James Holmes Court Advisement Tomorrow

Monday morning, James Holmes, the suspect in the Aurora movie theater shootings, will be advised of the charges against him. The DA previously said in a pleading not under seal there will 12 counts of first degree murder, attempted murder and other charges.

Holmes will not be called upon to plead tomorrow. It is not an arraignment, but an advisement.

There is one motion of interest that will be heard tomorrow -- the defense request for discovery pertaining to leaks about the package Holmes allegedly sent to a psychiatrist/professor (described here.) The DA filed this response, denying it has been established that law enforcement leaked the information. The DA says the news reports got so much wrong, they may just have fabricated their stories. The DA also says their office hasn't yet looked at the contents of the package. It was the Aurora Police Department, not the FBI, who obtained the search warrant, and there was one warrant, not two. [More...]

These factual errors lead the People to believe that there may not even be a "law enforcement source" leaking" confidential information and that the media is getting information from hoaxers, fraudsters, or maybe from nobody at all by creating fake "law enforcement sources" out of whole cloth. To put it bluntly, the People are extremely dubious of the media assertions that "law enforcement sources" exist.

As to the media reports that Holmes told the cops after his arrest about mailing the package, the DA writes:

While the People have seen this report in the media, the People believe that it is just another inaccurate media report floating adrift in a sea of inaccurate media reports relating to this case. Because the People believe that it is just an inaccurate media report-and that the media outlets reporting the information may have just made it up, the People do not even know how to respond to this portion of Motion D-11.

The DA says they haven't examined the contents of the package or box:

Other stories have stated that the police are currently examining the contents of the box - again untrue, as the contents were secured and not examined, and held for potential in camera review.

If the DA hasn't examined the contents of the package or box, I wonder how they make this claim:

The People dispute the defendant's assertions that a privilege existed in relation to the contents of the package, and dispute that there has been a "breach" of the privilege, and thus dispute thal any documents, materials or information related to anything "privileged" or to any "breach" are in existence, and merely state that documents and other information exists relating to the discovery, testing for explosives, contaminants; and seizure of the package.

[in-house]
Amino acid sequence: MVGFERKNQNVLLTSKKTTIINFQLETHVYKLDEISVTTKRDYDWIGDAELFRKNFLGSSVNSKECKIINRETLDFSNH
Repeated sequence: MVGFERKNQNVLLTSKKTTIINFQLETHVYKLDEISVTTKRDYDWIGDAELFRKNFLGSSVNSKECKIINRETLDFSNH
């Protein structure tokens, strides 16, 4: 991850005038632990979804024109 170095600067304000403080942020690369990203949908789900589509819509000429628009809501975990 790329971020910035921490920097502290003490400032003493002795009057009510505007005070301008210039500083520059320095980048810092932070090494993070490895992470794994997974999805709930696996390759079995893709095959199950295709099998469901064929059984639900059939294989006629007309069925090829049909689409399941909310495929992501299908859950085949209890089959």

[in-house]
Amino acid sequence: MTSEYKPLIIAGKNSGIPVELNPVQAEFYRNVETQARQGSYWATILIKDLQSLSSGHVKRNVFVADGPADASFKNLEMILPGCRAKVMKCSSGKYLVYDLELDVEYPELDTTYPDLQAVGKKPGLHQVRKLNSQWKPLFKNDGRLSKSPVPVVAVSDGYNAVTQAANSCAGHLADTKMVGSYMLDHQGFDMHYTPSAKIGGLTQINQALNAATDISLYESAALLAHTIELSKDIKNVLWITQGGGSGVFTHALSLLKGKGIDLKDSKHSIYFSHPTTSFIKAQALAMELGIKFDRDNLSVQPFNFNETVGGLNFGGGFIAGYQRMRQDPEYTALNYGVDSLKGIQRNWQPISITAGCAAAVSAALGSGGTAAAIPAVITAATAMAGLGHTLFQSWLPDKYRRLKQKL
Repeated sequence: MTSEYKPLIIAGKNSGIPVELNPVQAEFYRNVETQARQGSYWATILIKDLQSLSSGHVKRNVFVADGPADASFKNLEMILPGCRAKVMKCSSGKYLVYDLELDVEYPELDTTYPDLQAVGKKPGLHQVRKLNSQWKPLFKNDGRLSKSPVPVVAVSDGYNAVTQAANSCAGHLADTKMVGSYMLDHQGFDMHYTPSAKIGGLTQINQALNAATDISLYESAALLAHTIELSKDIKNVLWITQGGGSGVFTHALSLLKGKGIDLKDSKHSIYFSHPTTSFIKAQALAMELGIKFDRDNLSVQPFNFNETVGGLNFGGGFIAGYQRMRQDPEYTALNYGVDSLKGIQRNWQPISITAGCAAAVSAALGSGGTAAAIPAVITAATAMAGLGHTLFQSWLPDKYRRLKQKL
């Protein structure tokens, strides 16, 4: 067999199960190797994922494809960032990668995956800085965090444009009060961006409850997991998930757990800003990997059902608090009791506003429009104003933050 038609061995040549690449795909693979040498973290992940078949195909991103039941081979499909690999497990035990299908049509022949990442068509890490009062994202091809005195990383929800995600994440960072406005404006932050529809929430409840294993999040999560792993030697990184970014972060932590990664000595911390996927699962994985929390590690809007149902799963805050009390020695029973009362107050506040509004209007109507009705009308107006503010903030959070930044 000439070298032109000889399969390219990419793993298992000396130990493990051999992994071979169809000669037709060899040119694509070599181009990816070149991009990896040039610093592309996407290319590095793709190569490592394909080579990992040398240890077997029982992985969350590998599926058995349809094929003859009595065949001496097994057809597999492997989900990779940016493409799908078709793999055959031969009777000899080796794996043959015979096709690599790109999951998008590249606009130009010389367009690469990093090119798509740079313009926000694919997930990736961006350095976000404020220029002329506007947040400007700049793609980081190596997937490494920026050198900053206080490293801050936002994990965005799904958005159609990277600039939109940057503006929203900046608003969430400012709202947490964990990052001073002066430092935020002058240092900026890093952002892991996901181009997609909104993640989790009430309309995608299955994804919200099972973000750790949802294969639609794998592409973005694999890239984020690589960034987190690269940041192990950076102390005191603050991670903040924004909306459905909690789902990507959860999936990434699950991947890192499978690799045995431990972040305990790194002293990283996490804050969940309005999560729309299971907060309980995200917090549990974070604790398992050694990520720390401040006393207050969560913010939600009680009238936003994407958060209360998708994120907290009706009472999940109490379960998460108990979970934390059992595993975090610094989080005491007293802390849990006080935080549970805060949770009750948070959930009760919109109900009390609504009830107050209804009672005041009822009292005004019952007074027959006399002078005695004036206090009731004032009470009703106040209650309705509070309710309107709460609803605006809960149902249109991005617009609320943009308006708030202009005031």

In addition to its shot at Fox News, the DA attacks NBC News:

For instance, the Fox News story stated that the FBI took possession of the package and its contents- this is incorrect, as it was the Aurora Police Department. The NBCNEWS.com story indicated that the Aurora Police Department had obtained two search warrants, one for the package itself and a second one for its contents. This is not correct, as the Aurora Police Department obtained only one search warrant.

Judge Sylvester entered this order stating he would address the discovery motion tomorrow. He will also set a briefing and hearing schedule on the media's motion to unseal the docket.

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  • Display: Sort:
    Under CO law, is a person whose mental health (none / 0) (#1)
    by oculus on Mon Jul 30, 2012 at 12:04:27 AM EST
    records are the subject of a subpoena duces tecum entitled to statutory noice prior to production of the records?

    If there wasn't some sort of leak... (none / 0) (#2)
    by unitron on Mon Jul 30, 2012 at 02:09:42 AM EST
    ...how would we mere civilians even know that there was a package?

    Didn't have to be a law enforcement leak (none / 0) (#3)
    by ruffian on Mon Jul 30, 2012 at 10:34:47 AM EST
    How did law enforcement find out about the package? I assume from someone at CU, either mail room or the office to which it was delivered. Seems possible someone there could have told the media.

    Maybe defendant told law (none / 0) (#4)
    by oculus on Mon Jul 30, 2012 at 11:11:59 AM EST
    enforcement about it b/4 he invoked his right to an attorney. Apparently he told them his apartment was set to detonate.  

    Could have been campus law enforcement (none / 0) (#5)
    by Towanda on Mon Jul 30, 2012 at 12:01:05 PM EST
    who can leak like sieves.